The Obama administration gave the go-ahead for placing hard payment caps on certain medical procedures--a practice that could limit how much hospitals receive in reimbursement and place more strain on patients already struggling to cover out-of-pocket costs.
The practice, known as "reference pricing," would allow insurers to save money by capping payments to providers, the Associated Press reported. Payers would use reasonable payment levels to ensure that patients have access to providers.
The practice is a sharp turn away from the current system, which calls for most insurers to merely pay a negotiated portion of charges. Under reference pricing, the difference between the hospital charges and the insurer's payment is treated as the equivalent of an out-of-network expense. Under guidelines released by the U.S. Department of Health and Human Services, the amounts could exceed the out-of-pocket limits for insurance policies under the Affordable Care Act.
WellPoint engaged in a similar practice last year on behalf of the California Public Employees Retirement System by capping costs for certain procedures.
Reference pricing saves an average of $10,367 per knee or hip replacement procedure, according to a study by the Employee Benefit Research Institute (EBRI). "The problem ... from the patient's perspective is that at the end of the day, that is who gets left holding the bag," Karen Pollitz of the Kaiser Family Foundation told the Associated Press.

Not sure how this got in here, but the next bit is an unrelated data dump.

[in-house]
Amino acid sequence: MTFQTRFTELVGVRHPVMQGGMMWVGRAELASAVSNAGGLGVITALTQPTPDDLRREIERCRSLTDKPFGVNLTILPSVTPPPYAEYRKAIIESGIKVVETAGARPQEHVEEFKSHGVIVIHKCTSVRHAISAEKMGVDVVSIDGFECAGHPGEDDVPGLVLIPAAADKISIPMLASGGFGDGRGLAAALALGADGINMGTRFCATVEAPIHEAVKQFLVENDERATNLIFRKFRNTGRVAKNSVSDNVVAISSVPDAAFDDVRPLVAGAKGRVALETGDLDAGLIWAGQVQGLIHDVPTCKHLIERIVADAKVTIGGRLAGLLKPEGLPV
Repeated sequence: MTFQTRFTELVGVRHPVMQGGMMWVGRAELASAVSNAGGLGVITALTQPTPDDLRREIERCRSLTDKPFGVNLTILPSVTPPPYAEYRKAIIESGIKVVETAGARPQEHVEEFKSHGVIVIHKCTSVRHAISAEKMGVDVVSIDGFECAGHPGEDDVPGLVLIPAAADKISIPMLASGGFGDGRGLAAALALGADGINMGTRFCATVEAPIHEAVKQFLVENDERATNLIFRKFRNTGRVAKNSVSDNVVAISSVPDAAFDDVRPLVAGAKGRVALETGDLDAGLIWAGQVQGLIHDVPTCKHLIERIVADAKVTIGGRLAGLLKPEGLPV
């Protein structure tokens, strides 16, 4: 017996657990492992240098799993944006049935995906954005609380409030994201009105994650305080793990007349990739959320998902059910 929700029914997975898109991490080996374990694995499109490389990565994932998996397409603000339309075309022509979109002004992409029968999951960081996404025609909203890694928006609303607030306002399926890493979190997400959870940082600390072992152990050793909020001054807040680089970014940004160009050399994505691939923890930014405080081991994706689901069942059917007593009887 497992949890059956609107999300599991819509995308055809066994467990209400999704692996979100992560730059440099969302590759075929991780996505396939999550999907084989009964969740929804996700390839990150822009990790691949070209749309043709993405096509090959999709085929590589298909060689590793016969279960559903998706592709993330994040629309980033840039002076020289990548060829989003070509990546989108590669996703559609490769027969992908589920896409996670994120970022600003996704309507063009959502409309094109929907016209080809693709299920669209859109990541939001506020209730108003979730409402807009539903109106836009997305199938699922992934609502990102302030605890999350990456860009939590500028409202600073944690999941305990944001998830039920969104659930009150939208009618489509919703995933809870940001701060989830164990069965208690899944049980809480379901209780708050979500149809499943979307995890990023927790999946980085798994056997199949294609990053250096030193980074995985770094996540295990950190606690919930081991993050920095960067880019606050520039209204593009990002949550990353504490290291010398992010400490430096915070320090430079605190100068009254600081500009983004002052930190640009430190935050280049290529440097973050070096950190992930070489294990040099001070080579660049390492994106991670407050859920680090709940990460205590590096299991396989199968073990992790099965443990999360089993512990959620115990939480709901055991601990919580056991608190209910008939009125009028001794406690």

How this change would affect hospitals is unknown. Many facilities discuss with patients their out-of-pocket costs ahead of time and try to improve on collections.
The EBRI suggested that employer groups that adopt health plans with reference pricing discuss it in-depth with both their provider networks and their workers.
"They need to consider how the reference price is determined and how providers may react. Also, communication to workers in a health plan is key to an effective implementation of reference pricing," Paul Frontsin of the EBRI told Business Management Daily.